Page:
The 49-year thoroughbred training career of Frank Whiteley, Jr. is almost beyond compare in the sport of horseracing. The Hall of Fame legend trained some of the most successful horses of all time including the great Ruffian. To this day Whiteley’s training influence can be found in how horses are managed and cared for.
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Frank Whiteley was born in 1915 on a farm in Centreville, Maryland where he grew up around horses and learned how to care for their basic needs. He spent the majority of his youth developing his training skills and riding horses at shows and fairs. This youthful experience culminated with Whiteley obtaining his training license in 1936 at just 21 years old. The early days of his training career in Maryland were lean ones as Whiteley fought to establish himself and secure good horses for his stable.
It wasn’t until 1965 that Whiteley gained recognition on a national scale by training Tom Rolfe, a phenomenal horse that captured the Preakness Stakes. Whiteley’s efforts with Tom Rolfe did not go unnoticed and in 1967 he became the trainer of Damascus. During Damascus’ 1967 campaign, a run that would see him capture wins in the Preakness, Belmont, Travers, and Woodward stakes races, Whiteley became known for a blunt and sometimes brash treatment of the media when he bothered to speak to them at all. When asked by a reporter how Damascus slept on the eve of the Kentucky Derby the trainer responded, “How the hell would I know? I didn’t sleep with him.” He then turned and walked back into his barn.
In 1974 Whiteley would become the conditioner for the horse that resulted in both his greatest triumph and tragedy. The filly Ruffian came to Whiteley in 1974 as a two-year-old and quickly established herself with an undefeated season that culminated with an award for U.S. Champion Filly. Whiteley had realized Ruffian’s potential from the moment he first saw her as a yearling at Claiborne Farm in Kentucky.
“She was only a yearling, but she had that quality you only see once in a lifetime,” Whiteley remarked about the experience.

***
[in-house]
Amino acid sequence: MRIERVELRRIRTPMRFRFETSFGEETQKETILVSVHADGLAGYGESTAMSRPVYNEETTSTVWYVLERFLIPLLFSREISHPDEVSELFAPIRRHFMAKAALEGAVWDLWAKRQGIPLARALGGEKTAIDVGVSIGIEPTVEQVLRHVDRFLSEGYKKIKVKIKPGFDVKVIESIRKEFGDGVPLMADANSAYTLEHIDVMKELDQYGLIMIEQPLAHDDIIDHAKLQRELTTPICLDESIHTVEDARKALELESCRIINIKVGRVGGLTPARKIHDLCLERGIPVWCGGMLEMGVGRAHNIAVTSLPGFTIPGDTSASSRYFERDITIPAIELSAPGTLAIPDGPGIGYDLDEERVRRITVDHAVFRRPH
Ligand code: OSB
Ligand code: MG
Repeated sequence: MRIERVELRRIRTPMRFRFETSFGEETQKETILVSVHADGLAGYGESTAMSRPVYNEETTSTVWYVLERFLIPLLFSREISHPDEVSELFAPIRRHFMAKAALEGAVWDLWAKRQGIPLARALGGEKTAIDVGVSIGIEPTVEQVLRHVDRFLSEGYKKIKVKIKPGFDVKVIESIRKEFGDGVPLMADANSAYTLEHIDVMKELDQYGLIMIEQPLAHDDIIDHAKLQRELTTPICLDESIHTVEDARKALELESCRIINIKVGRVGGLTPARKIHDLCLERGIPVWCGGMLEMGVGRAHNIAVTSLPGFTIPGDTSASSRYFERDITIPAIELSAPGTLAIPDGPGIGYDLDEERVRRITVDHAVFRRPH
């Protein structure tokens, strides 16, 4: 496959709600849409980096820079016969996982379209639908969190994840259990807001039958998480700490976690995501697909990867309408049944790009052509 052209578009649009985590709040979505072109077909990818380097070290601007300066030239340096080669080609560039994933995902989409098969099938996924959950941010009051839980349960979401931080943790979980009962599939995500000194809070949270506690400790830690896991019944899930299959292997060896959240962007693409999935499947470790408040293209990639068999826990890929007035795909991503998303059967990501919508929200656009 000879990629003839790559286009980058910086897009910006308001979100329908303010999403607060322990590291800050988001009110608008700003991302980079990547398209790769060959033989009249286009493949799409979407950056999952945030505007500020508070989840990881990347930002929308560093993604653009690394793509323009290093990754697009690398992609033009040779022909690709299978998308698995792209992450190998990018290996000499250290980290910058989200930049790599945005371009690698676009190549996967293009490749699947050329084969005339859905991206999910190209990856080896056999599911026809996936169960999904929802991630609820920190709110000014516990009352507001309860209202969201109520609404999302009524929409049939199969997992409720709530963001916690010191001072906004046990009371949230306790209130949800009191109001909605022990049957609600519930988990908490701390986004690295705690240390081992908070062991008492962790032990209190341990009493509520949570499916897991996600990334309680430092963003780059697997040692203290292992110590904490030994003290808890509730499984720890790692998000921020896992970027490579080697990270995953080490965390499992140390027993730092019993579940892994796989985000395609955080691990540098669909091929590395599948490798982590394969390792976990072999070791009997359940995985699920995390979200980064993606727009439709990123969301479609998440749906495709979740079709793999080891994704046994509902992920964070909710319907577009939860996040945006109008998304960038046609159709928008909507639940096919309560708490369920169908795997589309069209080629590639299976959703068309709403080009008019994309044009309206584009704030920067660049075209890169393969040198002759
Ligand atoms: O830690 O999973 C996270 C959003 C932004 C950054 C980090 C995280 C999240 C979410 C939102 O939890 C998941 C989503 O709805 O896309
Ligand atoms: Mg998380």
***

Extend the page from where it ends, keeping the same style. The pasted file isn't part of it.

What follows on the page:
1975 saw Ruffian sweep the filly version of the Triple Crown, the Triple Tiara consisting of three races at Belmont Park: the Acorn, the Mother Goose, and the Coaching Club American Oaks. She became only the fourth filly in history to complete the feat. By the time she was done Ruffian had amassed an undefeated record with ten straight wins.
Despite the protests of Whiteley, Ruffian’s owners decided to participate in a match race with the top colt of 1975, Kentucky Derby winner Foolish Pleasure. Many reports have suggested that Whiteley felt racing Ruffian against a colt was unnecessary, that she had nothing to prove. The race was hyped as a Battle of the Sexes and sought to capitalize on similar sporting affairs such as the famed tennis match between Billie Jean King and Bobby Riggs. The race was marred by Ruffian suffering an injury in the race that resulted in her being euthanized.
Whiteley rebounded somewhat the following year when he assumed the training duties of Forego and led the horse to an Eclipse Award as Horse of the Year. In 1978 Whiteley was inducted into the National Racing Hall of Fame at Saratoga and continued to train until retiring from the sport in 1984. It is clear that he never got over the loss of Ruffian.
Frank Whiteley, Jr. passed away in 2008 at the age of 93 in South Carolina. His legacy continues to this day.
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